Health economist: Opioids cost community $3.3B in damages
CHARLESTON, W.Va. (AP) — A Harvard health economist has testified that prescription opioids have caused an estimated $3.3 billion in damages in a West Virginia community.
Thomas McGuire, professor of health economics at Harvard Medical School, testified Thursday in a civil trial in which Cabell County and the city of Huntington accuse drug distributors AmerisourceBergen, Cardinal Health Inc. and McKesson Corp. of fueling the opioid epidemic. The companies have maintained that poor communication and pill quotas set by federal agents are to blame for the epidemic, along with a rise in prescriptions written by doctors. The landmark trial is being heard in Charleston.
McGuire attributed $2.8 billion to lives lost in Cabell County and the Huntington community and the rest to excess health care costs, The Herald-Dispatch reported.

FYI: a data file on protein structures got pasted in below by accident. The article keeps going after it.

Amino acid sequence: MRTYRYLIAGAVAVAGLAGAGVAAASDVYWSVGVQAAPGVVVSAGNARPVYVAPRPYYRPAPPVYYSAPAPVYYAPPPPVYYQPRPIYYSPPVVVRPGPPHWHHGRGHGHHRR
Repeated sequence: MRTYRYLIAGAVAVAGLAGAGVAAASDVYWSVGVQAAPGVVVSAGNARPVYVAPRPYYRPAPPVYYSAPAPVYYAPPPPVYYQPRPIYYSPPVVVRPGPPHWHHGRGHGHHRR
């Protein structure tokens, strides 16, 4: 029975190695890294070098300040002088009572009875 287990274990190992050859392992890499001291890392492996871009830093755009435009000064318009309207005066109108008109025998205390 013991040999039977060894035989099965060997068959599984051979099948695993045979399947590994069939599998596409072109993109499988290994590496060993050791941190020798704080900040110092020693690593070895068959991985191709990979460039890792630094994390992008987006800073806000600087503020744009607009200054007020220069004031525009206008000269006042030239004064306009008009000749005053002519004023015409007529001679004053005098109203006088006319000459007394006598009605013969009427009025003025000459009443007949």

Under cross examination from an attorney for Cardinal Health, he said it would be difficult to determine how much damage was caused by prescription opioids obtained through the companies verses prescription opioids obtained illegally.
Defense attorneys asked Senior U.S. District Judge David A. Faber to strike McGuire’s testimony
“(McGuire) did not calculate the harms attributable to our conduct,” Cardinal Health attorney Ashley Hardin said.
Faber said he would consider the request but didn’t immediately rule on it.
The trial is expected to resume June 28.